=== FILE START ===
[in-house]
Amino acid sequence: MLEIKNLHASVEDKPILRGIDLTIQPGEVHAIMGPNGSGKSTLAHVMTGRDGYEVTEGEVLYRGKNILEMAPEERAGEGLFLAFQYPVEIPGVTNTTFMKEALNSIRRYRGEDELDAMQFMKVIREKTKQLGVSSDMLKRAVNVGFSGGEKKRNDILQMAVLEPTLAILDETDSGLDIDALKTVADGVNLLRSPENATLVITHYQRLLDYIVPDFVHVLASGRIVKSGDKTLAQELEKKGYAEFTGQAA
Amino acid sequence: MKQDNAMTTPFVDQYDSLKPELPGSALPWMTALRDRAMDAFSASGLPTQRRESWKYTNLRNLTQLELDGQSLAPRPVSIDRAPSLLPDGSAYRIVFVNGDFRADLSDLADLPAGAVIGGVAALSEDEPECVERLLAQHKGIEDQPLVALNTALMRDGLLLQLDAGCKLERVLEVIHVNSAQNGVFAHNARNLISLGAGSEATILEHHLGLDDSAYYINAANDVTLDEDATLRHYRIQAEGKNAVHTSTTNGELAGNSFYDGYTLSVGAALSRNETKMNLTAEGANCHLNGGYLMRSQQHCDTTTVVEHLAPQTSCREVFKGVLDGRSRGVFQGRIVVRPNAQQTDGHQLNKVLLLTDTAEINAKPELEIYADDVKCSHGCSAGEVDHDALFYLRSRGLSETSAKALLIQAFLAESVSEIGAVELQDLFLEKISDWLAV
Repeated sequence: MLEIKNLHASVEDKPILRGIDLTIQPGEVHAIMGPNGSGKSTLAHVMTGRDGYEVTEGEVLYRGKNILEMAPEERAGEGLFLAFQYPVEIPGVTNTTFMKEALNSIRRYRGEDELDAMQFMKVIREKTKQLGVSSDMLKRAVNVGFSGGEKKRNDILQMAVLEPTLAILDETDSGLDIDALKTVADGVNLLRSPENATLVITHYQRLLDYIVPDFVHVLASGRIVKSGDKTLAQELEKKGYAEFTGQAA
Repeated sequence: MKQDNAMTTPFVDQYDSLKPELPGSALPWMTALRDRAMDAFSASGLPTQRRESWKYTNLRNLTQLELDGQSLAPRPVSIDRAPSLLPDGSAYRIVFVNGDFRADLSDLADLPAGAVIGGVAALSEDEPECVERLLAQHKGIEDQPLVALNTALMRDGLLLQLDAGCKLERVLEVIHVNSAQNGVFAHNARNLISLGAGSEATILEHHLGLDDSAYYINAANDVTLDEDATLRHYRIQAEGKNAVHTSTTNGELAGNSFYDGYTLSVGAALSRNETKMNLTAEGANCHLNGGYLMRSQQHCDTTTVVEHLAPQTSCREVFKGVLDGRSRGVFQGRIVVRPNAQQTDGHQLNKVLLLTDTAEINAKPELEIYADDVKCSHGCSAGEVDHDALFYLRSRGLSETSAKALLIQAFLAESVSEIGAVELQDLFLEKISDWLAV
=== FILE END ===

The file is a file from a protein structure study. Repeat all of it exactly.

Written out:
[in-house]
Amino acid sequence: MLEIKNLHASVEDKPILRGIDLTIQPGEVHAIMGPNGSGKSTLAHVMTGRDGYEVTEGEVLYRGKNILEMAPEERAGEGLFLAFQYPVEIPGVTNTTFMKEALNSIRRYRGEDELDAMQFMKVIREKTKQLGVSSDMLKRAVNVGFSGGEKKRNDILQMAVLEPTLAILDETDSGLDIDALKTVADGVNLLRSPENATLVITHYQRLLDYIVPDFVHVLASGRIVKSGDKTLAQELEKKGYAEFTGQAA
Amino acid sequence: MKQDNAMTTPFVDQYDSLKPELPGSALPWMTALRDRAMDAFSASGLPTQRRESWKYTNLRNLTQLELDGQSLAPRPVSIDRAPSLLPDGSAYRIVFVNGDFRADLSDLADLPAGAVIGGVAALSEDEPECVERLLAQHKGIEDQPLVALNTALMRDGLLLQLDAGCKLERVLEVIHVNSAQNGVFAHNARNLISLGAGSEATILEHHLGLDDSAYYINAANDVTLDEDATLRHYRIQAEGKNAVHTSTTNGELAGNSFYDGYTLSVGAALSRNETKMNLTAEGANCHLNGGYLMRSQQHCDTTTVVEHLAPQTSCREVFKGVLDGRSRGVFQGRIVVRPNAQQTDGHQLNKVLLLTDTAEINAKPELEIYADDVKCSHGCSAGEVDHDALFYLRSRGLSETSAKALLIQAFLAESVSEIGAVELQDLFLEKISDWLAV
Repeated sequence: MLEIKNLHASVEDKPILRGIDLTIQPGEVHAIMGPNGSGKSTLAHVMTGRDGYEVTEGEVLYRGKNILEMAPEERAGEGLFLAFQYPVEIPGVTNTTFMKEALNSIRRYRGEDELDAMQFMKVIREKTKQLGVSSDMLKRAVNVGFSGGEKKRNDILQMAVLEPTLAILDETDSGLDIDALKTVADGVNLLRSPENATLVITHYQRLLDYIVPDFVHVLASGRIVKSGDKTLAQELEKKGYAEFTGQAA
Repeated sequence: MKQDNAMTTPFVDQYDSLKPELPGSALPWMTALRDRAMDAFSASGLPTQRRESWKYTNLRNLTQLELDGQSLAPRPVSIDRAPSLLPDGSAYRIVFVNGDFRADLSDLADLPAGAVIGGVAALSEDEPECVERLLAQHKGIEDQPLVALNTALMRDGLLLQLDAGCKLERVLEVIHVNSAQNGVFAHNARNLISLGAGSEATILEHHLGLDDSAYYINAANDVTLDEDATLRHYRIQAEGKNAVHTSTTNGELAGNSFYDGYTLSVGAALSRNETKMNLTAEGANCHLNGGYLMRSQQHCDTTTVVEHLAPQTSCREVFKGVLDGRSRGVFQGRIVVRPNAQQTDGHQLNKVLLLTDTAEINAKPELEIYADDVKCSHGCSAGEVDHDALFYLRSRGLSETSAKALLIQAFLAESVSEIGAVELQDLFLEKISDWLAV